A US budget airline is asking passengers to tip flight attendants when they serve refreshments
- US-based Frontier Airlines has started asking passengers to tip their cabin crew.
- The revelation was spotted by flight blogger JT Genter in The Points Guy.
- Genter said that in 350 flights on 51 different airlines he had never been asked to tip crew before.
- After ordering refreshments on the airline, passengers are handed a mobile tablet, which prompts them to add gratuity to their bill.
- According to Frontier, flight attendants will now earn tips on their individual sales.
You tip your waiter, your bartender, your delivery driver, and basically anyone in a hotel - but how about your in-flight cabin crew?
Chances are, probably not. Until now.
US-based Frontier Airlines has started asking passengers to tip their cabin crew after they bring refreshments around the plane.
The revelation was spotted by popular flights blog The Points Guy after one of its writers flew with the domestic airline.
The author of the blog post, JT Genter, said he was handed a mobile tablet by a flight attendant after ordering his drinks. The tablet prompted him to tip the crew with handy buttons for 15%, 20%, or 25% of his bill and another for "custom gratuity."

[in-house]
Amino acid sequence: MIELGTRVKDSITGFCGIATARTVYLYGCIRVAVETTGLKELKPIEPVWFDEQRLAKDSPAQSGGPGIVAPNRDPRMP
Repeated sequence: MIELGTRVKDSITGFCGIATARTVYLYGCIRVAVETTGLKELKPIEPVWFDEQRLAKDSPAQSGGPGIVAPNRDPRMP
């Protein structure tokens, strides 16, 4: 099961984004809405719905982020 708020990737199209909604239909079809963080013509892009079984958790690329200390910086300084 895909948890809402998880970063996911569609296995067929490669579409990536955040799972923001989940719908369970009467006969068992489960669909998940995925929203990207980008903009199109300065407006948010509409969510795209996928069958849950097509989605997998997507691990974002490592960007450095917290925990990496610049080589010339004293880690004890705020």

JT Genter / The Points Guy
"Gratuities are appreciated!" a message reads on the screen, which Genter photographed. However, there is, of course, an option for leaving no gratuity at all.
"I've flown more than 350 flights on 51 different airlines in the past three years, but I'd never experienced an airline ask for a tip," Genter wrote.
A Frontier spokesperson told TPG: "Currently tips are shared amongst all members of the flight attendant crew on a given flight.
"Effective January 1, 2019, flight attendants will earn tips on their individual sales."
The ultra-low-cost airline also told Genter that no portion of the tips was kept by the company itself.
Asked if gratuities were meant as extra earnings for flight attendants or "considered a consequential part of their earnings," Frontier told Genter: "Both. Many flight attendants see the in-flight tip program as a way to supplement their income."
It is, as yet, unclear how popular the scheme is with passengers and flight staff, but if it takes off then you may soon see a gratuity charge coming to a budget airline near you.
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